Kremer’s Corner: Remembering Rod Gilbert, Mr. Ranger

Jerry Kremer

Unlike some of my children and grandchildren, I am not a rabid hockey fan. I root for the Islanders and the Rangers to win because they are a family favorite.

But I got to learn a lot about hockey over the years from Mr. Ranger, the beloved Rod Gilbert. My first brief contact with Rod dates back to the early 1970’s when the Rangers practiced in the Long Beach arena. It is only in recent years that I got to know and love this man, who has sadly just passed away.

If you happened to have been lucky enough to spend some time with Rod, you would never have known from a simple conversation how great a sports star Rod Gilbert was. Over 18 seasons he scored 406 goals and 615 assists for a total of 1,021 points in 1,065 games. He was second only to Gordie Howe.

His No. 7 jersey became the first number ever to be retired and was raised to the Madison Square Garden rafters in 1979. He was inducted into the Hockey Hall of Fame in 1982.

But rather than dwell on his hockey fame, I prefer to talk about Rod Gilbert, the warm- hearted and charismatic friend to all.

There are few people who could light up a room the way Rod did. His bright smile and happy warrior personality made you feel special. His stories about hockey and his never-ending cascade of jokes would make you feel warm on the coldest of days.

He was just a nice guy who happened to be one of the game’s greatest.

I could tell quite a few Rod stories, as I was lucky enough to be in his presence on many occasions. But one or two stand out.

On a July evening, my wife Suzan and I joined Rod and his wife Judy for dinner on Shelter Island. A few minutes after we sat down, a man at a neighboring table walked over with his young son and asked if he could say hello to Rod. He explained to the boy that when he was a young kid he was introduced to Rod and how kind and gracious Rod had been to him.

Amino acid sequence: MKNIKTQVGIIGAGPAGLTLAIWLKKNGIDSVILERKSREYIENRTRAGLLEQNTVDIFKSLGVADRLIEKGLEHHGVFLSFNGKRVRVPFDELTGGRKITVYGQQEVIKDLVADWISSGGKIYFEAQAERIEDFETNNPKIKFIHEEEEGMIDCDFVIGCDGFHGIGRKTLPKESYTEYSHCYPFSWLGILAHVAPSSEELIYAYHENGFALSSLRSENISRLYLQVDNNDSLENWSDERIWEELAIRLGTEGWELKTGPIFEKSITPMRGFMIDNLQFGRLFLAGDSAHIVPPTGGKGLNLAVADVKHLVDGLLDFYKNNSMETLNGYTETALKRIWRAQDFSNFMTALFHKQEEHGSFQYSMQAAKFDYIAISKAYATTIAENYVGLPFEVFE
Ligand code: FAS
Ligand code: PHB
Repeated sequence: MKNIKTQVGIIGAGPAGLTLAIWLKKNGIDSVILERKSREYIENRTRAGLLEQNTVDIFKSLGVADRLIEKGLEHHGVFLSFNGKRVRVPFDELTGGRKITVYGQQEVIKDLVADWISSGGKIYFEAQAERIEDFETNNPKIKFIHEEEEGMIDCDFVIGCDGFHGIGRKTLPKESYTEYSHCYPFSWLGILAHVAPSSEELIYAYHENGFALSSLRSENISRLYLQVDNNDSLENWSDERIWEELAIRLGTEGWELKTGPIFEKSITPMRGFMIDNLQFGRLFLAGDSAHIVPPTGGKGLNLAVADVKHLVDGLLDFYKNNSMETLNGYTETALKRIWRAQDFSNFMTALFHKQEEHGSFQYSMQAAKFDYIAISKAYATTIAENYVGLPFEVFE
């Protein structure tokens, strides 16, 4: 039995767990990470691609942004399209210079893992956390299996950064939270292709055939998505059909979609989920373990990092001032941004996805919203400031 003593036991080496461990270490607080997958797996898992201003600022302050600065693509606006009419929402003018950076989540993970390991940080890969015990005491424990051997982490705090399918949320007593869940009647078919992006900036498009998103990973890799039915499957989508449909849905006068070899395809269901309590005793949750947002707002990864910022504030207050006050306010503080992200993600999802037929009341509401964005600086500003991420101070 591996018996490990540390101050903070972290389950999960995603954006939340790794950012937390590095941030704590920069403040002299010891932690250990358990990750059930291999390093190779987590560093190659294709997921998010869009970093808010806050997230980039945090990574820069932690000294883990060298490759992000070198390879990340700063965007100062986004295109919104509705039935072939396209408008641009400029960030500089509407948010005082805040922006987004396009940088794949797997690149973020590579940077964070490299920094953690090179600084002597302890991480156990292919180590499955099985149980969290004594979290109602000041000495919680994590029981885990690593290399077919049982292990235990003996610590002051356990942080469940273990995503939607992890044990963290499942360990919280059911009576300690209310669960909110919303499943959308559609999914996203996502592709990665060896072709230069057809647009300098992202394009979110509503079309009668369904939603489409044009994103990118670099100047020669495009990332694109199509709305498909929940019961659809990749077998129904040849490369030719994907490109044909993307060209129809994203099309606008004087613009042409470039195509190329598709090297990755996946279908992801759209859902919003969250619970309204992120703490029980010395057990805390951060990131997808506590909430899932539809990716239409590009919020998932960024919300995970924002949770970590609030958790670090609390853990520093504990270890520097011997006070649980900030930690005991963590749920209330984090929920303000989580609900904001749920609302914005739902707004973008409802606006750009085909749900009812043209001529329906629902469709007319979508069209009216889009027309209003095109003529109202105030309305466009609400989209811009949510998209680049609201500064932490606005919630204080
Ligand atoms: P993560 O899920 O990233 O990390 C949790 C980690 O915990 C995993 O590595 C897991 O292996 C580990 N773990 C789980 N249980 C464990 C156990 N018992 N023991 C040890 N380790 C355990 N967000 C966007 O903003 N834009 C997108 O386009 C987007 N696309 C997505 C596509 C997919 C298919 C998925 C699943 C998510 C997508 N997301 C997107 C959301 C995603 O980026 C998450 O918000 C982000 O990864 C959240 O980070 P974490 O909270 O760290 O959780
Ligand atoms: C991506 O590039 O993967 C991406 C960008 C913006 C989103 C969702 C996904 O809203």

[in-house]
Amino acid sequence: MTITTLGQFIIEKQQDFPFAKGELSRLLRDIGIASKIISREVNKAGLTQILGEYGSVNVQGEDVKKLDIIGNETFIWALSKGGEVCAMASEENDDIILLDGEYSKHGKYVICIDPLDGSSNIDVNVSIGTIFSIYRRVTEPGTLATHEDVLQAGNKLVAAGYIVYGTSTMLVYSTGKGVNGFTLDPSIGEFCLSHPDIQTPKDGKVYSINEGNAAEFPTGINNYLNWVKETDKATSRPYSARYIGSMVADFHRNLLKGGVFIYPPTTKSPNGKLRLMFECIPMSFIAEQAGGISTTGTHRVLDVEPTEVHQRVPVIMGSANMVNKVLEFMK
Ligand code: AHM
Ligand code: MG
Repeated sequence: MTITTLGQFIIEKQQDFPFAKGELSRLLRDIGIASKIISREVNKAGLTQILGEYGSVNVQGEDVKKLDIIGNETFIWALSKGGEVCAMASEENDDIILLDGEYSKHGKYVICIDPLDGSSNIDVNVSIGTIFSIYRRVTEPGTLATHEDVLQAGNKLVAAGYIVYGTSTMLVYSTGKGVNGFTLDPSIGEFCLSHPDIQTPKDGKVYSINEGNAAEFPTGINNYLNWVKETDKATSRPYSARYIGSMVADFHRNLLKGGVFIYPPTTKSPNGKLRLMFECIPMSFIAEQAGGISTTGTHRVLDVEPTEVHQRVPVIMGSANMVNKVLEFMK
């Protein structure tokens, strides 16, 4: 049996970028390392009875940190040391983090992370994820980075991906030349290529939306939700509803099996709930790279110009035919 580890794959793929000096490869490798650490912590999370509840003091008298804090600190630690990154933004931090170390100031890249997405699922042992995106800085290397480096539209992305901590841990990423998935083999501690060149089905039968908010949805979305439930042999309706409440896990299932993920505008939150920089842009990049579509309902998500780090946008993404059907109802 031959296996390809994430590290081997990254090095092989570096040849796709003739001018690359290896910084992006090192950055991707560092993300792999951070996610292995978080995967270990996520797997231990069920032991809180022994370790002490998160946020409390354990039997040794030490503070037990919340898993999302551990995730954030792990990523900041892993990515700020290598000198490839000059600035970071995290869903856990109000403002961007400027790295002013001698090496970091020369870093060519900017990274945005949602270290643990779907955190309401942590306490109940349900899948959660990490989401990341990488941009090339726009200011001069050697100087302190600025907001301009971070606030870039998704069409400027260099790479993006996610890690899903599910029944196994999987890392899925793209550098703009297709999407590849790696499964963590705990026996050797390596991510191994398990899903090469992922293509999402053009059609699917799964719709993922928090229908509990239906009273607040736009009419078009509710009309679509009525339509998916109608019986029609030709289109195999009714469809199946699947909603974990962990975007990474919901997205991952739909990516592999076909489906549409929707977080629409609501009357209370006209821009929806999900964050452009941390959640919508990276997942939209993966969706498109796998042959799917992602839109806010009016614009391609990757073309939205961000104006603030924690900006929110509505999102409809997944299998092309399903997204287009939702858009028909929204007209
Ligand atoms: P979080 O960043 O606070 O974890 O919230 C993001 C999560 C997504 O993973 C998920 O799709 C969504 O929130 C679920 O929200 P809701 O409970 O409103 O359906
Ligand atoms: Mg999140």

That was the end of our brief encounter or so we thought. When it came time to get the dinner check, it didn’t come. We asked for the check a few times and finally the waiter advised us that the grateful father at the adjoining table had picked up the check.

Both Rod and I were in shock, but I was less surprised. Wherever Rod went there was always an adoring fan waiting to salute him and say thank you for all he did for the sport and for what he meant to thousands of hockey fans.

My parting good night to Rod was to ask where he was going to have dinner next, so I could benefit from another adoring hockey enthusiast.

On another occasion, I visited Rod at his apartment in Manhattan to say hello to a few friends. When I walked into the room, there were some familiar faces but I wasn’t sure who they were. It turned out that one of them was David Cone, the great Yankee pitcher of no-hit fame.

To be with Rod was to be surrounded by sports greats of all types, all of whom idolized him.

The Rod Gilbert story was not an easy ride to fame. He had two dramatic injuries and went through two spinal fusion surgeries. Either one of these calamities would have forced a player into immediate retirement but not Rod.

He continued to play until his retirement at age 36. But that was just the beginning. Over the next four decades he devoted his time to his beloved Rangers and the Ronald McDonald House as well as other charities.

It is hard to say goodbye to Rod Gilbert. There are not enough words to describe how unique this loving guy with the Canadian accent was. But I consider myself genuinely lucky to have befriended him and to have felt his warm embrace. He is truly one of the most unforgettable people I have ever known.

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